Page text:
Why I don’t have Cable TV – a conversation about the TV business.

I believe that traditional TV is archaic and that we should, as society, move on. I understand there are business interest behind it, and they too should move on to new business models. If they cannot adapt they should shot down and disappear, because business should contribute to society, not stop it from growth and evolution.

Broken Television

For over 12 years I have worked creating and delivering some sort of media, for radio, TV, online and film. I am also what they call a cord-cutter. Around 7 years ago I gave up traditional TV, before Hulu existed, before iTunes sold movies. It was Netflix and video rental stores the only thing I consumed (I haven’t been to one in at least 4 years), and youtube was in its infancy. I already understood that changes were coming. That the industry was changing and so should the consumer mindset. I wanted to be part of that change. And little by little, video streaming and downloading has been taking over without people really noticing too much.

So what is (was) the “status quo”?

The TV ecosystem works a little like this: Executives and producers think of a show, hire writers, order a pilot, test it (with audience and with ad executives), produce it, put it on a time slot that are limited by half-hour (21 min) or hour long (47 min) blocks and available networks. If it doesn’t get the viewership expected they pull it off the air, they cancel it… without any respect for the audience that it did build, or the people behind it who believe in it. Their only clients and all they care about are advertisers. And they should, because that is their business model. I don’t blame them.

There are two main problems with this business model in my opinion:

1. By default ignores the quality of content and individuality of the audience using shows. Programming is just a filler to sell ad spaces, so the value added is not for the final consumer, but for the advertiser.

2. It completely ignores and cuts off the long tail market for independent tv shows and movies, thus leaving around 80% of the content created each year without exposure, and not allowing a potential audience to see it.

As a side note, there are premium channels that have a different business model, like HBO, who makes money from subscribers. That is why the quality of the content created by HBO is so much superior. It’s also why the current seasons of their shows are fully available on demand, and now on their HBO Go: if you are a subscriber you are going to get the content, regardless of when and where. By the way, I also think HBO Go should be available to non-cable subscribers because cable and cord-cutter markets are not exclusives. Few people would drop their cable subscription only because they can get HBO Go, and if they did, HBO wouldn’t be affected… At the end, the truth is that they are owned by Time Warner so their decisions come orchestrated together with the cable provider and other interest as well, but they are almost there!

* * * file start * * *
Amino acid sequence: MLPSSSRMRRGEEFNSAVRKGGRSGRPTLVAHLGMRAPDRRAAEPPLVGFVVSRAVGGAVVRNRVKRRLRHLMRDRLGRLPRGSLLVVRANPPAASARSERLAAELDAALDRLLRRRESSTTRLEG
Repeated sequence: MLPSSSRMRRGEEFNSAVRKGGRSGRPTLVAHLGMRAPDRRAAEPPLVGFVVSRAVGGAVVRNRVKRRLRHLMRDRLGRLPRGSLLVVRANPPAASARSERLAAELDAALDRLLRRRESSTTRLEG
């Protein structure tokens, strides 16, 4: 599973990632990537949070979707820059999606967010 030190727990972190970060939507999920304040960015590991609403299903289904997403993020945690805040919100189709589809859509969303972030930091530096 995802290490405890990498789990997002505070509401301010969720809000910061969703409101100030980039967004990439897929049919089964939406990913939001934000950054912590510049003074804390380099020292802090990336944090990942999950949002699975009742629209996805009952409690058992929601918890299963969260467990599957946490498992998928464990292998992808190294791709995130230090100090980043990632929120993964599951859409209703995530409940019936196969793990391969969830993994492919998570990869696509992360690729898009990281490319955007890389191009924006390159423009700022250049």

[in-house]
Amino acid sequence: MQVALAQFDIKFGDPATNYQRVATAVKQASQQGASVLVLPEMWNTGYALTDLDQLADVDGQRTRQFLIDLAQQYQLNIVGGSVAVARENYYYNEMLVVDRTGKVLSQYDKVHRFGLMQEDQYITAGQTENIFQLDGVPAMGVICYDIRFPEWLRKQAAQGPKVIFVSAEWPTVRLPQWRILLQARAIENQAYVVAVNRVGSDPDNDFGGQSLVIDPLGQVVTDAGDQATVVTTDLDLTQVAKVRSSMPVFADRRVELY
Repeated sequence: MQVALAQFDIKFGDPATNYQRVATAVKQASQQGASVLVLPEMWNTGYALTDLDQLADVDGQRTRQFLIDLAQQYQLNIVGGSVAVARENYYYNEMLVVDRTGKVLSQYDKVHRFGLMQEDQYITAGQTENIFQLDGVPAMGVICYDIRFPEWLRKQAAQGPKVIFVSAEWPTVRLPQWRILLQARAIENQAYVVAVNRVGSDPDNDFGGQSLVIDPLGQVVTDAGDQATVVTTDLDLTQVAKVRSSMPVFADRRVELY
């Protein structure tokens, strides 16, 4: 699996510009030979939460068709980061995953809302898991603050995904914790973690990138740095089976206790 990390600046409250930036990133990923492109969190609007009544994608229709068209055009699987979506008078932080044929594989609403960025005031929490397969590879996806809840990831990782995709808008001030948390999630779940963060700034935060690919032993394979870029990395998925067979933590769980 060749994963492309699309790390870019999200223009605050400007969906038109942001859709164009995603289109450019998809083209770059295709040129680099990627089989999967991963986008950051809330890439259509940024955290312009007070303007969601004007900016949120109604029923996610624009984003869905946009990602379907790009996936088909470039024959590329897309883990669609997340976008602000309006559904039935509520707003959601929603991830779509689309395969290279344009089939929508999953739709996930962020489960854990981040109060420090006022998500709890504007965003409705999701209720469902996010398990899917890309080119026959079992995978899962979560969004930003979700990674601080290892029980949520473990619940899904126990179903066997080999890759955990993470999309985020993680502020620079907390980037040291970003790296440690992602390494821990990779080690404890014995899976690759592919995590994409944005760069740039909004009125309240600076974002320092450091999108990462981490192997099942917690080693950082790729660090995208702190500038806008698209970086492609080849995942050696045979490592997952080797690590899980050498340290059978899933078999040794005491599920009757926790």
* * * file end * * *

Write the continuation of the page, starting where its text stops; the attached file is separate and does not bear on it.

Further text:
The new Paradigm

A-la-carte entertainment! On Demand and PPV models. Anywhere – Anytime content which lets the audience decide how they consume their content. Delivery systems that give producers opportunity to get infront of their potential audience and let them (the market) really decides on who succeeds and who doesn’t. This would allow for less successful shows to still serve their cult following, creating a very rich space for target messages, from the content producers to advertisers themselves.

This new paradigm frees the content from the 21 – 47 min standards, and allows for more creative and risky storytelling, innovation in productions and in consumption, always focused on the final consumer: the audience.

I believe that we are entering a market of small players. Today, an independent producer can create a new ground breaking show, or even their own TV channel, and deliver it, across multiple platform, with ad revenue, a PPV or subscription fee, or a combination of both, to the target viewer, without ever having to be approved by a TV executive with a scarcity mindset and aversion to risk, and make it profitable, because we live in the age of abundance of distribution. The scarcity is in the attention of the viewer, and that is something that the TV industry has lost to what we have come to call the “Second Screen”, when in reality, if we measure it on how much attention we pay to it, we should call it “first screen”. Yes, we are on our smart phones, tablets and laptops much much much more than infront of our TV sets.

Even Live shows can be sold online for live streaming or on demand watching. I for example pay yearly to watch the Red Sox, and I can watch every game live in my living room or on my iphone if I am on the run.

The best part of all these is those producers who have made their content available online, have a much more accurate measure of who is really watching, why they are watching and when they stop watching, so they correct course on time. This advantage gives them the opportunity to target better their marketing, and charge more for the content, whether it is to the audience or to the advertiser.

I believe that we live in a time of abundance for content producers. Some have learned how to harvest it, some haven’t, but the potential, the opportunity is out there, being tapped by many. I am happy to be a creator of this generation.


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